“The problem with the Republican conference is that it has a blind eye on defense spending,” said Sen. Tom Coburn, R-Okla.

“The problem with the Republican conference is that it has a blind eye on defense spending,” said Sen. Tom Coburn, R-Okla. Susan Walsh/AP file photo

Drop commissaries, schools, beef jerky research and Klingon workshops

GOP senator would cut $68 billion in nonmission Pentagon programs.

Scolding fellow Republicans for casting a blind eye on Defense Department waste, Sen. Tom Coburn, R-Okla., on Thursday released a scathing report proposing elimination of long-standing benefits and services that he considers peripheral to the Pentagon’s mission.

Defense spending could be trimmed by $68 billion in 10 years if the services did away with their own grocery stores, K-12 schools, nonbattle-related medical research, alternative energy pursuits and other, mostly research- and education-related programs sometimes duplicated by other agencies, according to the report titled “The Department of Everything.”

“The problem with the Republican conference is that it has a blind eye on defense spending,” said Coburn at a news conference, adding that others turn a blind eye on waste in entitlements and health care spending. “To be legitimate and to have integrity on the issue, everything has to be on the table.”

Calling his proposed savings of $68 billion a “conservative estimate,” Coburn called for reductions in the military officer corps, noting that in World War II, there were 12 million Americans in uniform with a mere 2,000 flag officers, while today there is only one-fifth the number of troops but more than 1,000 top officers. “The ratio is one admiral for every ship in the Navy,” said Coburn, a longtime critic of waste who serves on the Homeland Security and Governmental Affairs Committee.

The report highlights Pentagon projects the senator considers trivial: the Air Force spent $300,000 studying a prehistoric flying dinosaur; the Navy spent $450,000 to learn that an infant responds to interactive robots better than it does to a noninteractive robot; the Army diverted funds from a program to improve rifles and ammunition to study how to improve the taste of beef jerky.

Other projects included a smartphone app to alert the user when to take a coffee break and Pentagon-run microbreweries and liquor stores.

The Defense Advanced Research Projects Agency “paid nearly $100,000 for a strategy planning workshop on the 100-Year Starship project last year [that] included an interesting discussion involving the Klingons, a fictional alien species who were villains and then later allies of humanity in the Star Trek series,” the report says. The event included a session called “Did Jesus die for Klingons too?”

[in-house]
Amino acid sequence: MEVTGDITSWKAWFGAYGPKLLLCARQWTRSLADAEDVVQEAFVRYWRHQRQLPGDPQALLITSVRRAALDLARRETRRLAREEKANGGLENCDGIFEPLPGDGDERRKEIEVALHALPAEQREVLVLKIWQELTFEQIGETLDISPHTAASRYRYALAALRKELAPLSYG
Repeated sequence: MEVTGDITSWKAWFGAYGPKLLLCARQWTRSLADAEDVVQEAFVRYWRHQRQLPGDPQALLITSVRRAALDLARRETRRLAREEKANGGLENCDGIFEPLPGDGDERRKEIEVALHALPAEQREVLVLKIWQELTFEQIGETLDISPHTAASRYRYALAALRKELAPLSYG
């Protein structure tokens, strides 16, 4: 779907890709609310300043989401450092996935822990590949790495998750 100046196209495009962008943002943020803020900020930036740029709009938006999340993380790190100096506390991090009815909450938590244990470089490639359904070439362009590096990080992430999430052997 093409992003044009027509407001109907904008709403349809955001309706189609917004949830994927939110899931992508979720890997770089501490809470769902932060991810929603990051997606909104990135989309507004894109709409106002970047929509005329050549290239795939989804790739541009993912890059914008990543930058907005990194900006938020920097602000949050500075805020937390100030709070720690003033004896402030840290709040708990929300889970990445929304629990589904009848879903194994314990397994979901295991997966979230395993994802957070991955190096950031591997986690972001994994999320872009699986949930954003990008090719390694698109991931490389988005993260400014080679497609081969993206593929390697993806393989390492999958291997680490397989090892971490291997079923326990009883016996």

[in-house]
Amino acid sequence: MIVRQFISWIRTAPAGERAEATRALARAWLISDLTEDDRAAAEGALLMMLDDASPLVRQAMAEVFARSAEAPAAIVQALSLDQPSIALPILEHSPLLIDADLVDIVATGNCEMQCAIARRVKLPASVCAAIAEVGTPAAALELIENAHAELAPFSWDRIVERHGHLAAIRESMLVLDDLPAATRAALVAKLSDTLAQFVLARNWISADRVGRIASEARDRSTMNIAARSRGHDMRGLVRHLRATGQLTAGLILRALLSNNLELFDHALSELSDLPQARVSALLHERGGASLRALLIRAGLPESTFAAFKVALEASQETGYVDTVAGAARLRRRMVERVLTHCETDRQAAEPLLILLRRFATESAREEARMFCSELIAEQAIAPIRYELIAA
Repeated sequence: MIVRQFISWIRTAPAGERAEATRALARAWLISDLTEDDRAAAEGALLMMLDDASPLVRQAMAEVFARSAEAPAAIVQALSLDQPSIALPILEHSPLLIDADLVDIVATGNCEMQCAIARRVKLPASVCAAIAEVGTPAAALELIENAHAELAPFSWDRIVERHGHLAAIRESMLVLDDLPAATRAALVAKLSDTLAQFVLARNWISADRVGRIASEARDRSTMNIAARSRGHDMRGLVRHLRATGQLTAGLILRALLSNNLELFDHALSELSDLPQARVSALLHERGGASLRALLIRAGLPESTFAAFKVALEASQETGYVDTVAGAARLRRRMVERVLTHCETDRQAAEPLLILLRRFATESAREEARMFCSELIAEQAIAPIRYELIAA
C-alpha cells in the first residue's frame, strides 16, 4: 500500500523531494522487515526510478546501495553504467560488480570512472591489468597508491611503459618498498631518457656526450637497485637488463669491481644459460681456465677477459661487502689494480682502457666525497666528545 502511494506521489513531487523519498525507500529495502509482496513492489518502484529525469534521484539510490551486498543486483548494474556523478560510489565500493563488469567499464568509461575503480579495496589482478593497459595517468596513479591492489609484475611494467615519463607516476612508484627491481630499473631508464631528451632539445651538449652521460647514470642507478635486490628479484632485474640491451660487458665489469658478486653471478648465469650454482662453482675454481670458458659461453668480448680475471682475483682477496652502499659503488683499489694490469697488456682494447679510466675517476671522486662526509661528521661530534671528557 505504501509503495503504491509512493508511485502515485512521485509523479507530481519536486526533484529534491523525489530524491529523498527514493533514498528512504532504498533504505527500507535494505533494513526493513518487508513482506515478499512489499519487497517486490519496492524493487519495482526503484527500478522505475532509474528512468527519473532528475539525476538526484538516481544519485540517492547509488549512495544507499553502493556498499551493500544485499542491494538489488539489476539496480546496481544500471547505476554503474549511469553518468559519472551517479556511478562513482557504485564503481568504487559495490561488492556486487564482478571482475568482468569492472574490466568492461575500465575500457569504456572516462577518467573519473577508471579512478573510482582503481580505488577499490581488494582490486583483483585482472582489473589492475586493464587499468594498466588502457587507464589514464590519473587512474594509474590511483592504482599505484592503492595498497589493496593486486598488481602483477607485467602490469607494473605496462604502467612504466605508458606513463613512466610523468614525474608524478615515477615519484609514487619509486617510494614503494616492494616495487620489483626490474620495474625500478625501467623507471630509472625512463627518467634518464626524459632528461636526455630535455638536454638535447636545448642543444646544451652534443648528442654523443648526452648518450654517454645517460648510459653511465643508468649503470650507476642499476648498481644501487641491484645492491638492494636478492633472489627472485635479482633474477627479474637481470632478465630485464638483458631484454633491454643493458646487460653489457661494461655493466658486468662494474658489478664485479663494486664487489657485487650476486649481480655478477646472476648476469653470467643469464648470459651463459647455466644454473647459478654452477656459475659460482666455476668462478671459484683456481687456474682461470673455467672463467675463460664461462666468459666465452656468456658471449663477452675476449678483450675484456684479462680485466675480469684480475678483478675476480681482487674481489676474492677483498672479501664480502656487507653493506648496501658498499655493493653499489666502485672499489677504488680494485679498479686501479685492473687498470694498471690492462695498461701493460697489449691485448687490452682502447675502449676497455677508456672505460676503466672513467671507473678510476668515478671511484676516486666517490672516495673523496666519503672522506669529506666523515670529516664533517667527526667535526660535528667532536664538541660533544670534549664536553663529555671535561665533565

But the most savings would come from trimming brass and abolishing the Pentagon’s independent efforts in commercial retail, public education and research.

An estimated $37 billion for support and supply services could be saved by reclassifying one-fourth of military members performing civilian-type job functions and reducing general and flag officers to Cold War levels, the report said. The services could stop spending $9 billion to run their own grocery stores and shopping centers and simply give every family in the military $400-$500 for groceries, Coburn said.

More than $10 billion could be saved by eliminating the Defense Domestic Dependent Elementary and Secondary Schools along with the Pentagon’s own version of the Education Department’s math and science education initiative. “There are 16 or 17 bases that have schools, all domestic, not overseas,” Coburn said, “and they cost an average of $50,000 per child, or almost four times what it costs in the rest of public education.” Such steps would not harm recruiting for the volunteer army, Coburn said. “People don’t join the military because there’s a school on base.”

Somewhere between $4 billion and $6 billion could be saved by killing the Defense Department’s research into cures for breast and prostate cancer. With world-class programs going on at the National Institutes of Health, Coburn said, “why run it out of the Pentagon with an extra layer of bureaucracy on top? Pentagon research ought to be about things that affect the troops, like post- traumatic stress disorder and other battlefield ailments.”

Coburn said he hopes to influence his party and perhaps introduce amendments during this week’s debate on the defense authorization bill to “undermine the BS that the defense budget has already been cut,” when it has simply seen its growth slowed, he said. “Everyone I talk to on bases, even in my home state, agrees that `smart thinking’ could shave 5 percent or 7 percent or 8 percent” off the $600 billion defense budget.

“I am a budget hawk who wants the best-equipped military in the world,” said Coburn, who has introduced the Audit the Pentagon Act to shake up the department’s accounting and management. “But the weapons, development and contracting systems are broken. And the country is in an economic crisis that will depend on who will continue to lend us money.”

Asked about the fiscal cliff negotiations and his work with the so-called Gang of Eight, Coburn said the eight senators are “well-intentioned individuals who want a deal, but it has gotten harder since the election, since positions have firmed up.”

Regardless of who won the election, he said, he hopes the sides can think in the long-term rather than in the short-term interest of political parties. “President Obama won the election, so he must tell us what he wants in taxes and entitlements,” Coburn said, adding, “the size of the federal government is twice what it was 11 years ago.”

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